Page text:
Archive for January, 2016

Should I get a c-reactive protein test to check for heart disease?

DEAR DOCTOR K: Both my parents had heart disease, so I'm worried I might get it. A friend said I should get a CRP test, but my doctor hasn't ordered one. Should I ask him about the test?

DEAR READER: The answer is controversial. For full transparency, I should say that this test was developed and studied by a colleague of mine at Harvard Medical School, and revenue from the test comes to my colleague and to the hospital where I practice.

How much sleep do I really need?

DEAR DOCTOR K: Between my young kids and a full-time job, I'm lucky if I manage five hours of sleep per night. My husband says I'm running on empty. How much sleep do I really need?

DEAR READER: You're not alone. According to the Centers for Disease Control and Prevention, the percentage of adults sleeping fewer than six hours per night has increased by 31 percent since 1985. I spoke to my colleague Dr. Stuart Quan, professor of sleep medicine at Harvard Medical School. He noted the many negative consequences of insufficient sleep.

What are the risks and benefits of mammograms?

DEAR READERS: In yesterday's column, I answered a question from a 47-year-old woman who had never had a mammogram and wondered if she should have one. She had heard that one group of experts -- the American Cancer Society (ACS) -- had recently changed its recommendations on this issue.

When should I start getting mammograms?

DEAR DOCTOR K: I'm a 47-year-old woman who has never had a mammogram. Some experts recommend I get one, but others do not. I understand that the American Cancer Society recently updated its recommendations about breast cancer screening. Does it say I should have a mammogram? If so, which experts should I believe?

DEAR READER: I'm surprised when people are bothered by medical experts having different opinions. Expert politicians, expert lawyers, expert architects -- experts of all kinds disagree with each other all the time. Why? Because it is rare for the "truth" of any question to be clear beyond dispute.

Can brain stimulation devices help improve memory and thinking?

DEAR DOCTOR K: I saw an ad for something called a "tDCS brain-stimulating device." It supposedly helps improve memory and thinking. Is it worth a try?

DEAR READER: Transcranial direct current stimulation (tDCS) transmits a current into the brain through electrodes (little metal plates) on the forehead or scalp. The current is weak; it comes from a 9-volt battery (the size used in a smoke detector). People who undergo tDCS may feel their scalp tingle and hear a humming noise. Doctors can control whether the current activates -- or suppresses -- the neurons in your brain that lie beneath the electrodes.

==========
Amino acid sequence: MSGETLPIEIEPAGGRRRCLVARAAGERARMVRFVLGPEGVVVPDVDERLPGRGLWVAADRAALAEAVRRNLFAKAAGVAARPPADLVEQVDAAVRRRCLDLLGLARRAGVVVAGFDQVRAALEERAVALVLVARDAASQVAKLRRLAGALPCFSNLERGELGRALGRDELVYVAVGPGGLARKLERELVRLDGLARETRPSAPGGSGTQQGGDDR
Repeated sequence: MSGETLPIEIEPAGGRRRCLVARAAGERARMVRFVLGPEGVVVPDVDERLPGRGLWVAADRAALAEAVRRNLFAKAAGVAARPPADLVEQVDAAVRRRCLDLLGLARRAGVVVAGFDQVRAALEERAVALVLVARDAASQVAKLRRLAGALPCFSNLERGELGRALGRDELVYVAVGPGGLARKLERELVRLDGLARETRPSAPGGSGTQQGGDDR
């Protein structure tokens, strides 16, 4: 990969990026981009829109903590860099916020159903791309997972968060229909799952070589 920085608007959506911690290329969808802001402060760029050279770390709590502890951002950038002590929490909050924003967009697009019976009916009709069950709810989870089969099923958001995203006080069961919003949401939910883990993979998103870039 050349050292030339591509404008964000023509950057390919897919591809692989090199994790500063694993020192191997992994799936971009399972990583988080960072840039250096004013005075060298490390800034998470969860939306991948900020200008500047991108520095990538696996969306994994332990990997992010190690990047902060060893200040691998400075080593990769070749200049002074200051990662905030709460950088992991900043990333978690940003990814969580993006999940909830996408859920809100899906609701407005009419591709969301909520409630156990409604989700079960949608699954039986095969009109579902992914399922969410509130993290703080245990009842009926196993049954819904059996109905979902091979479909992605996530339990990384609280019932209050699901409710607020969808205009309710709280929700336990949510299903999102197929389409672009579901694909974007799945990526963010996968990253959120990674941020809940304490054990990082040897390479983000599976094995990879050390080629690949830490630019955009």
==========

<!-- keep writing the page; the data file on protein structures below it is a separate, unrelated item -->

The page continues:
How can I protect my daughter from lead poisoning?

DEAR DOCTOR K: A friend's daughter got lead poisoning from paint in her house. What can I do to protect my kids?

DEAR READER: Lead is poison. Although major strides have been made in the past 50 years, lead poisoning is unfortunately still a problem. All of us are exposed to lead, but children are most vulnerable to it.

What will happen during my pulmonary function tests?

DEAR DOCTOR K: My doctor ordered breathing tests to see if I have asthma. He didn't tell me what it's like to go through this. Can you explain?

DEAR READER: The tests your doctor almost surely is referring to are pulmonary function tests. The tests are painless. You breathe in and out through a tube that is connected to various machines.

Why do dentists recommend chewing gum?

DEAR DOCTOR K: Why do dentists recommend chewing gum? Doesn't gum cause cavities?

DEAR READER: Dentists don't recommend just any chewing gum. They recommend sugar-free gum, specifically gum that contains xylitol, a sugar-free, no-calorie sweetener made from the bark of birch trees. It may actually lower your risk of tooth decay and cavities by interfering with the growth of harmful mouth bacteria.

Are organic foods healthier than non-organic?

DEAR DOCTOR K: Many of my friends buy only organic foods. But are they really healthier than non-organic?

DEAR READER: Organic crops are grown without most synthetic fertilizers and pesticides. Organic animal products are free of antibiotics and hormones. Many people believe these foods are better for them. But we really don't know that they are.

How can I stay as active as possible as I get older?

DEAR DOCTOR K: I'm in my 80s, and I've lost some mobility over the years. How can I continue to stay as active as possible?

DEAR READER: Most of us take for granted the stamina, strength, balance, coordination and range of motion needed to perform even simple acts such as getting out of bed, heading down the stairs and walking around the block. But when we lose these basic skills, we begin to understand how much of living well relies on being able to move.